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  • Open Access

Prevalence of heartworm in dogs and cats of Madrid, Spain

Parasites & Vectors201710:354

  • Received: 18 April 2017
  • Accepted: 18 July 2017
  • Published:



Dirofilaria immitis causes heartworm disease, a chronic and potentially fatal cardiopulmonary disease which mainly affects dogs and cats. It is present in most of Spain, due to favourable climatic factors. Madrid, located in the centre of the Iberian Peninsula, is the most highly populated city in the country. There is a lack of current data on canine heartworm and there are no published epidemiological data regarding feline heartworm in this region, therefore the aim of this study was to assess the prevalence and current distribution of canine and feline dirofilariosis in the province of Madrid.


Serum samples from 1716 dogs and 531 cats, from animals living in the metropolitan area of Madrid and adjacent areas, were studied. All the samples, either from cats and dogs, were tested for circulating D. immitis antigens using a commercial immunochromatographic test kit. Furthermore, to establish the seroprevalence of heartworm infection in cats, serological techniques for anti-D. immitis and anti-Wolbachia antibody detection were used.


Prevalence of D. immitis in the canine population of Madrid was 3%, showing an increase in comparison to previous data. The presence of heartworm in the city centre could be influenced by the presence of Urban Heat Islands, while the positive dogs from metropolitan and adjacent areas were mainly located under the influence of rivers. Regarding cats, 0.2% were positive to the antigens test and 7.3% were seropositive to both anti-D. immitis and Wolbachia surface protein antibodies, which demonstrate the presence of feline heartworm in Madrid. Seropositive cats were present in the same areas where positive dogs were found. Indoor/outdoor cats showed the highest seroprevalence whereas the lowest corresponded to indoor cats, demonstrating that prophylactic treatments should be carried out regardless of lifestyle. Infection was found in 2.2% of dogs and 6.7% of the cats < 1 year-old, which indicates that early preventive campaigns in puppies and kittens should be implemented.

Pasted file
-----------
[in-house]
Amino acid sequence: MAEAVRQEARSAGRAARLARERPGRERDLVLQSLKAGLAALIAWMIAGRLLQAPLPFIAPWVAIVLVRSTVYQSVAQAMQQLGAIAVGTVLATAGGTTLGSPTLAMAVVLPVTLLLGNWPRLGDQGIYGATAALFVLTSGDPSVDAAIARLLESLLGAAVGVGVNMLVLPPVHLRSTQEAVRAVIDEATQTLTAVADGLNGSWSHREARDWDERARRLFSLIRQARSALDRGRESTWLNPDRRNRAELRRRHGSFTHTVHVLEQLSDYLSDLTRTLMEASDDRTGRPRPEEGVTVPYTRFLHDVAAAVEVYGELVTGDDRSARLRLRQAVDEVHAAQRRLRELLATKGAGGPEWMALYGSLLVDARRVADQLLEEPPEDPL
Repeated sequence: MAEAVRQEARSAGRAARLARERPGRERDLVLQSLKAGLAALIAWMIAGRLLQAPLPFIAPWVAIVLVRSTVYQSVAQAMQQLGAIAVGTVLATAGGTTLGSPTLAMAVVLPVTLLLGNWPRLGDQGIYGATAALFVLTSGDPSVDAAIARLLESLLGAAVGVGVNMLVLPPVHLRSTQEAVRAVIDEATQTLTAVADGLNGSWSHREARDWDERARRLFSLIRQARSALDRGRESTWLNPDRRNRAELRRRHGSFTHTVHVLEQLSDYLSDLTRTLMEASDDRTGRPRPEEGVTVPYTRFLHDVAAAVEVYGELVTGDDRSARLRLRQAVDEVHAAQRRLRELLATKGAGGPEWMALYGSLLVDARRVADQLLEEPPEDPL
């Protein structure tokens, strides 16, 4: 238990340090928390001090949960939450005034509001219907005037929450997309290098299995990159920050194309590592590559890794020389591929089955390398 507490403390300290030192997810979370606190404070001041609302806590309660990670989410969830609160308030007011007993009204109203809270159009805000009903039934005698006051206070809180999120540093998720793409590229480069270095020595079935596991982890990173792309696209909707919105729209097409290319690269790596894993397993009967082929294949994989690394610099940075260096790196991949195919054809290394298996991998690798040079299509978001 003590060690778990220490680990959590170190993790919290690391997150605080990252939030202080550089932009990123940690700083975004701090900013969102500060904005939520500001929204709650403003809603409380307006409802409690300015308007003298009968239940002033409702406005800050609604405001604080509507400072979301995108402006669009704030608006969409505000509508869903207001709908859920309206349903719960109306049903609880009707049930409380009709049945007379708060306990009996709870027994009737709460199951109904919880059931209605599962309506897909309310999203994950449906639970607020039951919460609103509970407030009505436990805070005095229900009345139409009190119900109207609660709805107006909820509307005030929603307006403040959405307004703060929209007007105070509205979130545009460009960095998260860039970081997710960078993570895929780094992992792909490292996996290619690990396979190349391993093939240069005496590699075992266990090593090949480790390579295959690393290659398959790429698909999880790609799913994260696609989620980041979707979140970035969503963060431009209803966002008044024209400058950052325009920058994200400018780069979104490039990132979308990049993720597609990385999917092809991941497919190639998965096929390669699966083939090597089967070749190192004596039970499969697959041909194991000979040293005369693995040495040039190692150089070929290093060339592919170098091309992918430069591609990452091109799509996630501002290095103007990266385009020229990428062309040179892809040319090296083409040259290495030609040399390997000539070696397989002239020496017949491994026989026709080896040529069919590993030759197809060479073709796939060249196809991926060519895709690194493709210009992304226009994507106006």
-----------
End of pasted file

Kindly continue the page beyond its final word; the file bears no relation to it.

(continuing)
The results point to the need for adequate prophylactic measures through the administration of macrocyclic lactones in animals living in Madrid. Veterinarians should be aware of the presence of this disease and include heartworm in the differential diagnosis when a pet presents with symptoms compatible with D. immitis.


  • Feline
  • Canine heartworm
  • Dirofilaria immitis
  • Vector-borne diseases
  • Prevalence
  • Epidemiology
  • Spain


Heartworm disease is caused by Dirofilaria immitis and is a chronic, progressive and potentially fatal disease for the infected animals. The main hosts are dogs and cats, although infection has been reported in other carnivores, including wild canines as well as domestic and wild felids. Furthermore, humans can be infected since it is a zoonotic disease [1]. The transmission occurs through the bite of the species of culicid mosquitoes belonging to the genera Culex, Aedes and Anopheles, among others. Thus, prevalences are influenced by the presence and abundance of vectors, depending on climatic factors such as temperature and humidity [1, 2].

Animal dirofilariosis has been extensively studied in Europe. The geographical location of Spain, in southern Europe, situates the Iberian Peninsula in the endemic area of dirofilariosis on the continent [3, 4]. In Spain, the infection is present in most of the territory, the highest prevalences being found in the southwest, Mediterranean coast and irrigated areas of inland Spain and in the Canary Islands [57].

The province of Madrid is in the centre of the Iberian Peninsula. The altitude varies from 550 to 700 m in most of the territory, except in the northernmost part of the province, where the mean height mainly varies from 1000 to 1700 m, reaching above 2000 m at some points. Many river basins cross the territory from north to south, carrying the water flow to the River Tajo, which crosses the province in the southern part of the region. The province presents cold winters and mild summers in the northern part of the territory, while the rest of the territory is characterized by cold winters and hot summers; these are the driest seasons, while rains are more frequent in autumn and spring.